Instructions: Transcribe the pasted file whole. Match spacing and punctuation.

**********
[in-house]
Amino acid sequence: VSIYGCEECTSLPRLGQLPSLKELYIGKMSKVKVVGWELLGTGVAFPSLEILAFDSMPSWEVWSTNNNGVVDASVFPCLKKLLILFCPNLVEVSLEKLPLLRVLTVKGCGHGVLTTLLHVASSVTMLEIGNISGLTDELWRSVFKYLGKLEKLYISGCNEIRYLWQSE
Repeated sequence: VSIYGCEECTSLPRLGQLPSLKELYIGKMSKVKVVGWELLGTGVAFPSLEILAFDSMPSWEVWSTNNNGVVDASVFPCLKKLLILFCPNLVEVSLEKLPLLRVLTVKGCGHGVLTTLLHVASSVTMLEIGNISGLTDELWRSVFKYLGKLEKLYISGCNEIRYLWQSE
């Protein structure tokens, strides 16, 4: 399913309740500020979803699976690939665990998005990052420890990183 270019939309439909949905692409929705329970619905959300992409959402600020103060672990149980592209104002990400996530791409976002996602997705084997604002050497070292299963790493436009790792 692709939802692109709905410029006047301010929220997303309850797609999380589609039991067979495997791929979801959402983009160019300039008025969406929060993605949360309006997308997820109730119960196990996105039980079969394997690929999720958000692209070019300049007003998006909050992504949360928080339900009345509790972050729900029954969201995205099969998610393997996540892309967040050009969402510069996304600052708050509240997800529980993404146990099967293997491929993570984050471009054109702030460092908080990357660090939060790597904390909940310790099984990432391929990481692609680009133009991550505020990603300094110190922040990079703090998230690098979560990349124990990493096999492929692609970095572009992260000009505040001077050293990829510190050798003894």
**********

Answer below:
[in-house]
Amino acid sequence: VSIYGCEECTSLPRLGQLPSLKELYIGKMSKVKVVGWELLGTGVAFPSLEILAFDSMPSWEVWSTNNNGVVDASVFPCLKKLLILFCPNLVEVSLEKLPLLRVLTVKGCGHGVLTTLLHVASSVTMLEIGNISGLTDELWRSVFKYLGKLEKLYISGCNEIRYLWQSE
Repeated sequence: VSIYGCEECTSLPRLGQLPSLKELYIGKMSKVKVVGWELLGTGVAFPSLEILAFDSMPSWEVWSTNNNGVVDASVFPCLKKLLILFCPNLVEVSLEKLPLLRVLTVKGCGHGVLTTLLHVASSVTMLEIGNISGLTDELWRSVFKYLGKLEKLYISGCNEIRYLWQSE
């Protein structure tokens, strides 16, 4: 399913309740500020979803699976690939665990998005990052420890990183 270019939309439909949905692409929705329970619905959300992409959402600020103060672990149980592209104002990400996530791409976002996602997705084997604002050497070292299963790493436009790792 692709939802692109709905410029006047301010929220997303309850797609999380589609039991067979495997791929979801959402983009160019300039008025969406929060993605949360309006997308997820109730119960196990996105039980079969394997690929999720958000692209070019300049007003998006909050992504949360928080339900009345509790972050729900029954969201995205099969998610393997996540892309967040050009969402510069996304600052708050509240997800529980993404146990099967293997491929993570984050471009054109702030460092908080990357660090939060790597904390909940310790099984990432391929990481692609680009133009991550505020990603300094110190922040990079703090998230690098979560990349124990990493096999492929692609970095572009992260000009505040001077050293990829510190050798003894």